• Improving the quality of medical care provided and patient satisfaction, as it is a management system that puts the patient at the centre and facilitates the transformation of the “patient journey”, from admission to discharge. It pursues “0” error and excellence in patient service, reducing admission/appointment times, visits and consultations, average length of stay, etc.
  • It increases the satisfaction of healthcare staff, as it simplifies processes and eliminates excesses, and reduces the workload.
  • It ensures the sustainability of the improvements to be achieved with autonomous teams in the maintenance and improvement of the same.


“The LEAN method reduces waiting times, waiting lists and inventories, and increases the satisfaction of patients and healthcare staff and the capacity of the care services.”





Lean Management principles applied to the hospital sector

Applied to hospitals and healthcare centres in general, Lean Hospital Management refers to the development and improvement of hospital processes, and its main principles can be summarised as follows:


  • Identifying added value by patients and by groups. Hospitals deal with patients, and it is on them that the focus should be placed, but also with their relatives and healthcare staff. Each of them will have a different point of view regarding the added value they want to receive. For example, we can pay special attention to the information they provide us with through surveys, complaints, suggestions, claims, personal interviews, information gathered in daily dealings with the patient, etc. and thus offer a care service that provides real value.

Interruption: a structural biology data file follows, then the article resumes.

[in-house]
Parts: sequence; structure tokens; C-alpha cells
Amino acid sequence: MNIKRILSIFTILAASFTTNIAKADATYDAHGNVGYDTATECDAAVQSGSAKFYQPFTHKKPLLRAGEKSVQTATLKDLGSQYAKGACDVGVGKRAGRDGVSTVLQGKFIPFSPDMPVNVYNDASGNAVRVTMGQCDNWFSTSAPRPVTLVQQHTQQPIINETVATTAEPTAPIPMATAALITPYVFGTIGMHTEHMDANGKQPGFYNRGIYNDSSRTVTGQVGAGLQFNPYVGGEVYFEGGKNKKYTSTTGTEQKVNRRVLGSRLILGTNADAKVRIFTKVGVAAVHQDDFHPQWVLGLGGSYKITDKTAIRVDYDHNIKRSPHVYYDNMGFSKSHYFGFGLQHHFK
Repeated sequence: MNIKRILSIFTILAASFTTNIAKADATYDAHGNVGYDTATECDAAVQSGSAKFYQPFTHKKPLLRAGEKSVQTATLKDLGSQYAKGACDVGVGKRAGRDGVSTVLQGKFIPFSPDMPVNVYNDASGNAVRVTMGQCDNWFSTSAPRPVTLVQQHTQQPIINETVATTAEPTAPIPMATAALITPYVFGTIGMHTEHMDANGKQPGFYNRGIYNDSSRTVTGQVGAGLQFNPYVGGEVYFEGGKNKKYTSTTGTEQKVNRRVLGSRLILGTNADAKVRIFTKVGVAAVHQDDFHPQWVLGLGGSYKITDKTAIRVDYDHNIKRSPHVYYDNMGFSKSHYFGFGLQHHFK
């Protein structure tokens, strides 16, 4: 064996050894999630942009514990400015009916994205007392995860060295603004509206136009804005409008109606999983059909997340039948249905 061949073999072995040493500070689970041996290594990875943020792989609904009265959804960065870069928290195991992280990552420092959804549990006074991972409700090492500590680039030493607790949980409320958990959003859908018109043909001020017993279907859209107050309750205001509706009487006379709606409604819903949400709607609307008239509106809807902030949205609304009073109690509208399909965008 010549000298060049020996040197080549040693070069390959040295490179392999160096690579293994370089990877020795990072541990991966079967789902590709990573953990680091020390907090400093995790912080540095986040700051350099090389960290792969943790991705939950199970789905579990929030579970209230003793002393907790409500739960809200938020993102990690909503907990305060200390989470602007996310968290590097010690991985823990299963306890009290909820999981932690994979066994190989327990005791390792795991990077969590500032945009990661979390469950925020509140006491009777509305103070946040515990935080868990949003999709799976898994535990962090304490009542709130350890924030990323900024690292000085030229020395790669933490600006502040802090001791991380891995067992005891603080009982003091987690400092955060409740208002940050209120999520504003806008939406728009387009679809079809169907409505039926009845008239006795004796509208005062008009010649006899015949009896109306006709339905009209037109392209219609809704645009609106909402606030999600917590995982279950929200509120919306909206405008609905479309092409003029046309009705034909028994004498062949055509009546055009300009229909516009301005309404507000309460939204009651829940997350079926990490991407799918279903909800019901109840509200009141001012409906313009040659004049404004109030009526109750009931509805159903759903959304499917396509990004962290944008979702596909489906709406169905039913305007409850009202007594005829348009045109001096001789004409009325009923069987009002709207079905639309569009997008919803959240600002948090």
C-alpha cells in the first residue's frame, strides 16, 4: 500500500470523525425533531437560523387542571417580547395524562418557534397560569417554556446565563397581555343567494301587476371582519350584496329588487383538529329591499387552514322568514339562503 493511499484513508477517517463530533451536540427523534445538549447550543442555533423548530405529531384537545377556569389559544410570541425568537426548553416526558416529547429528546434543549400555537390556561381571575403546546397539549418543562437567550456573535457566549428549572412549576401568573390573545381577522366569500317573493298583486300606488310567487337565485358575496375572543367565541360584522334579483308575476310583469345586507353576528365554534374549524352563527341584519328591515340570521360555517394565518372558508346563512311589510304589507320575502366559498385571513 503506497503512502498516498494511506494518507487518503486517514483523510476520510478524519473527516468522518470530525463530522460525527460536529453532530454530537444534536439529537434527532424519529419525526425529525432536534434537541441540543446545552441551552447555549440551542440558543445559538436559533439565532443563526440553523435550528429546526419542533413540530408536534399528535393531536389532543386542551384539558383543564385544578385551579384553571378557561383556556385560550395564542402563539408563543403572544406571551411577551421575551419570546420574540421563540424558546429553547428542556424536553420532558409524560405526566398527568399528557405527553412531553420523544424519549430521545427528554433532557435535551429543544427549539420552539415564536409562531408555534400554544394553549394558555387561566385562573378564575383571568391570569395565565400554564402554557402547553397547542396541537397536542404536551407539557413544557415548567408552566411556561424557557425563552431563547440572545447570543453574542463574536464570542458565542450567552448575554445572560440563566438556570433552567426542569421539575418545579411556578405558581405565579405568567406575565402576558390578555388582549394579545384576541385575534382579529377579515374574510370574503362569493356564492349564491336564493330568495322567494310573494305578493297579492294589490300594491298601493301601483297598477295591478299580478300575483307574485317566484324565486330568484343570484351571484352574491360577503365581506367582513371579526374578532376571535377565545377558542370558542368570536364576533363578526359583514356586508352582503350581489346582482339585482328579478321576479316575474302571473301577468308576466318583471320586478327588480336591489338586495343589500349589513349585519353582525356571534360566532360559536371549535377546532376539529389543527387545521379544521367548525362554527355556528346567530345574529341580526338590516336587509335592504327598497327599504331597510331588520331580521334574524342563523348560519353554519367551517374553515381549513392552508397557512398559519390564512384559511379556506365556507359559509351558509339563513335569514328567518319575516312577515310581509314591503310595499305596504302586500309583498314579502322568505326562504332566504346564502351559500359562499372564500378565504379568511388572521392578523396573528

• Understanding the value chain map. Identify problems and inefficiencies in the transmission of value in order to detect opportunities for improvement and lay the foundations for the optimisation and implementation of this methodology.


  • Eliminate waste and superfluous expenses. To this end, each of the hospital’s departments must be assessed as a whole and not act individually.


  • Simplify the tasks of professionals: In addition to avoidable costs, we can rely on Lean Management to say goodbye to excessive bureaucracy and cumbersome processes that steal time and resources.